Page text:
US719543A - Oil-cup. - Google Patents

Oil-cup. Download PDF

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Publication number
US719543A
US719543A US9853202A US1902098532A US719543A US 719543 A US719543 A US 719543A US 9853202 A US9853202 A US 9853202A US 1902098532 A US1902098532 A US 1902098532A US 719543 A US719543 A US 719543A
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Prior art keywords
oil
chamber
tube
sleeve
float
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US9853202A
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Robert L White
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Robert L White
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    • FMECHANICAL ENGINEERING; LIGHTING; HEATING; WEAPONS; BLASTING
    • F16ENGINEERING ELEMENTS AND UNITS; GENERAL MEASURES FOR PRODUCING AND MAINTAINING EFFECTIVE FUNCTIONING OF MACHINES OR INSTALLATIONS; THERMAL INSULATION IN GENERAL
    • F16NLUBRICATING
    • F16N19/00Lubricant containers for use in lubricators or lubrication systems
    • F16N19/006Maintaining oil level

Description

PATENTED FEB. a, 1903. R. L. WHITE.
OIL 0UP.
APPLICATION FILED MAR. 17, 1902.
1 i h W m By in, 8 Ma ri e],
,THE NOBRIE PETERS CD PKGTOAITHQ. V/ASHINGYON, D. C.
IIIII I I v \\Q UNITED STATES PATENT OFFICE.
ROBERT L. WHITE, OF HARTFORD, CONNECTICUT.
OIILI-CUP.
SPECIFICATION forming part of Letters Patent N 0. 719,543, dated February 3, 1903. Application filed March 17i1902. Serial No. 98,532- (No model.)
To aZZ whom, it may concern:
Be it known that I, ROBERT L. WHITE, a citizen of the United States, residing in Hartford, in the county of Hartford and State of Connecticut, have inventedcertain new and useful Improvements in Oil-Cups, of which the following is a specification.
This invention relates to oil-cups, and has for its object to provide means whereby the oil from a circulatory system or other source of supply may be automatically fed to the oilcups in quantities sufficient to .supply the needs of distribution from the cups.
Another object of the invention is to provide means whereby the supply to the journals from a circulatory system may be had without pressure.
In carrying out my invention I may employ such oil-cups as are in common use, wherein there is a central vertical tube for carrying the oil from the oil-chamber, either. byremodeling the tube or by substituting anew tube having a partition therein and a hole below and a hole above the partition in communication with the interior of the oil-cup, constituting oil-outlets and oil-inlets, respectively. The upper part of the tube may be connected to the circulatory system or source of supply and the bottom part to the petcock or drip leading to the journal. In. conjunction with the central tube will be provided a suitable float carrying means for cutting off the inlet-opening upon the rise of the oil within the cup to a predetermined level, but which cutting-off means will not impede the distributing-outlet. A convenient form of carrying out the invention may be to mount a sleeve upon the central tube,.the sleeve being connected with a float of any desirable shape and having holes or ports registering when in its lower position with the inlet-ports from the tube, so that upon the falling of the oil within the chamber the ports will be opened and a new supply of oil may enter the chamber, and upon oil entering the chamber faster than it flows out the sleeve will be carried upward upon the tube and cut 0d the ports.
The form of structure above referred to may be applied to existing forms of oil-cups, my invention being described in relation to such a form as will be available for use with the cups now being used, so that it will not broken away, on the same line as Fig. 1, but
showing the inlet-ports as closed. Fig. 3 is a central vertical sectional view of the lower part of a cup, showing a modification; and Fig. 4 is a view at right angles thereto.
The oil-cup (designated in a general way by B) may be of any usual or convenient form of construction and is here shown as embodying a glass cylindrical casing 5, having a flanged top plate 6, through which is a central opening 7, and a flanged bottom plate 8, having a central screw-threaded opening 9 and a hub 10 aroundsaid opening. As shown in Figs. 1 and 2, the petcock- 11, leading to the drip or journal, is secured to'the bottom plate bya screw-threaded nipple 12, in engagement with the screw-threaded hub 10. Screwed within the opening 9 is shown a nipple 13, having openings or ports 14:, communicating with the inside of the chamber 15, and having a partition 16 above the port or opening, the nipple being shown as having an extension 17 above the partition, being there provided interiorly with screw-threads.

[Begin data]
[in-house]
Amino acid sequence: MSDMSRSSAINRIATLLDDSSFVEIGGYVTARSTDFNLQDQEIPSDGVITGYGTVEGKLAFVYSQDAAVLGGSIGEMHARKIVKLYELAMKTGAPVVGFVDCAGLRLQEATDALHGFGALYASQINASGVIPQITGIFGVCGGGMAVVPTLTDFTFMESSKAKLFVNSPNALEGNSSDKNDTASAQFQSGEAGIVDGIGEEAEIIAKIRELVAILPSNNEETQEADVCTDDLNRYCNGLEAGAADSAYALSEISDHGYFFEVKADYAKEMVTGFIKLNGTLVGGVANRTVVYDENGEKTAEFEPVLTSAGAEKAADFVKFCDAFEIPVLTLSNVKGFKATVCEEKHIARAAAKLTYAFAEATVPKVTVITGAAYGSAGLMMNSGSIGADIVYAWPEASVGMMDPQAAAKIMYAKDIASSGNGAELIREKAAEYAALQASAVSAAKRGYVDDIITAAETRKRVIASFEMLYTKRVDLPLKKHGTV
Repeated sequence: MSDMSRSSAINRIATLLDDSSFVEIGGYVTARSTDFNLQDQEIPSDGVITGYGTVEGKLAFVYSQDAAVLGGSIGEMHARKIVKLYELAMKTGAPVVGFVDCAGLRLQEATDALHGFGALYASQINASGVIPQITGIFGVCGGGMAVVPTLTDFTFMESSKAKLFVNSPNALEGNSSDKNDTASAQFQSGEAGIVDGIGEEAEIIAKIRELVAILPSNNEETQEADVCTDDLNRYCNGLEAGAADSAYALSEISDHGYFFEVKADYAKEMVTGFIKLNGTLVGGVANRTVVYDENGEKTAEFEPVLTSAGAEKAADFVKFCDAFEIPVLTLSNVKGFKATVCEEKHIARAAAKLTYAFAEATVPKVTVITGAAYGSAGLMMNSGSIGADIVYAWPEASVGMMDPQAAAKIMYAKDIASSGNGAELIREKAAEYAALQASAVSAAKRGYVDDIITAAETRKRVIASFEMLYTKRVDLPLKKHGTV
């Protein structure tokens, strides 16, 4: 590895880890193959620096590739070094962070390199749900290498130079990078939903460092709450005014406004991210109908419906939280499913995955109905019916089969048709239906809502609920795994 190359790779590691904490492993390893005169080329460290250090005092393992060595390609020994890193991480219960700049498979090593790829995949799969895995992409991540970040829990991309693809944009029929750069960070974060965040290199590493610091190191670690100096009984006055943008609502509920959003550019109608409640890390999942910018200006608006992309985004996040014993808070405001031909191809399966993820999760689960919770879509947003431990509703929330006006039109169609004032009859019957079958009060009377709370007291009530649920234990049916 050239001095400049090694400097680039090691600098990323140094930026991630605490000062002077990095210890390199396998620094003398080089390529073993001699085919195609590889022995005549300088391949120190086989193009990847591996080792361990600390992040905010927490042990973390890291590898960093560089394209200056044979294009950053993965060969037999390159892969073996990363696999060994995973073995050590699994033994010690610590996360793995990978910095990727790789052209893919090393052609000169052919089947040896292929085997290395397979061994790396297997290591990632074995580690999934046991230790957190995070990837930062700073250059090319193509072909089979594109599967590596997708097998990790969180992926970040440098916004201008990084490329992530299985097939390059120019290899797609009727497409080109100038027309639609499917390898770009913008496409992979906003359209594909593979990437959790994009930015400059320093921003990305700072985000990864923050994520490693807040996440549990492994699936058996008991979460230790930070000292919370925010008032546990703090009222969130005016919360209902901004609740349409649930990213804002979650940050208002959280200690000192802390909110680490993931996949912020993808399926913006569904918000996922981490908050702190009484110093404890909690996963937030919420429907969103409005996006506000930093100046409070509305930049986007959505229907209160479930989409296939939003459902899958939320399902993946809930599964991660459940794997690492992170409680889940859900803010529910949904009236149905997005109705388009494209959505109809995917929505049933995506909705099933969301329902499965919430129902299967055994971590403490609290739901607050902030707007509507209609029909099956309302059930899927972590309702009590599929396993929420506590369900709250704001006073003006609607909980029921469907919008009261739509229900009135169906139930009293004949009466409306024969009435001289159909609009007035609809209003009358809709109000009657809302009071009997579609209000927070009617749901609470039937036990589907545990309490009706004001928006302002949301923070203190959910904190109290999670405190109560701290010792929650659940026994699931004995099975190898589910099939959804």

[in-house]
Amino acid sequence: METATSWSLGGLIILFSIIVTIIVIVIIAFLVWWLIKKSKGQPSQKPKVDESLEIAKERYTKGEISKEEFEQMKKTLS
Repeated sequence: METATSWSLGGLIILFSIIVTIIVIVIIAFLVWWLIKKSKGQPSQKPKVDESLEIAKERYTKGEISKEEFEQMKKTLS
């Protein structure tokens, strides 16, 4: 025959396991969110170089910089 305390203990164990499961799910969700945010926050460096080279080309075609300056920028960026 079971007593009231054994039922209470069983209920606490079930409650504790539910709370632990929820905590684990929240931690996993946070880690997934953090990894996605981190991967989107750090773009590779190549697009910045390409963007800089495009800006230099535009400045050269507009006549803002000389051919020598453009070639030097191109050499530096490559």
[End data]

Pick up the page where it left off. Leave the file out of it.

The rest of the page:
Located in the opening 7 in the top plate is shown a nut 18, having a hub 19, plain on the outer side,where it is in contact with the plate, and screw-threaded interiorly to receive the upper screw-threaded portion 20 of a central tube 21, which tube at its lower end is screwthreaded into the nipple. The lower end of the central tube is shown-as provided with ports or openings 22. The nut 18 is shown as connected with a supply-pipe 23, broken away, which is in connection with the source of oil-supply. (Not shown.) The oil enters through such supply-pipe, passes down the central tube through the ports 22 into the oil-- chamber, and out of the chamber through the ports 14 down the central tube to the drip and thence to the journal. To regulate the supply of oil to the chamber, there is provided means for automatically cutting off the oilinlet upon a predetermined rise of oil within the chamber, and for such purpose there is provided a sleeve 24, embracing. the central tube and capable of reciprocation thereon, such sleeve being provided with ports 25, capable of registering with the ports 22, when the sleeve is in its lowest position, so as to give free entrance into the chamber to the oil from the source of supply. Secured in any suitable manner to the sleeve is shown a float 26, which in the present instance is shown as spherical and as surrounding the sleeve. For preventing rotation of the tube any suitable means may be employed, such as a pin 27, passing from the central tube through a slot 28 in the sleeve. When the float is in its lowest position, as shown in Fig. 1, the edges of the sleeve may rest upon the top of the extension 17 of the nipple, and when in its uppermost position the end 29 of the sleeve may engage the top plate of the cup, or, if the construction is as shown in the drawings, it will engage the end of the nut 18, thus limiting its downward and upward movements.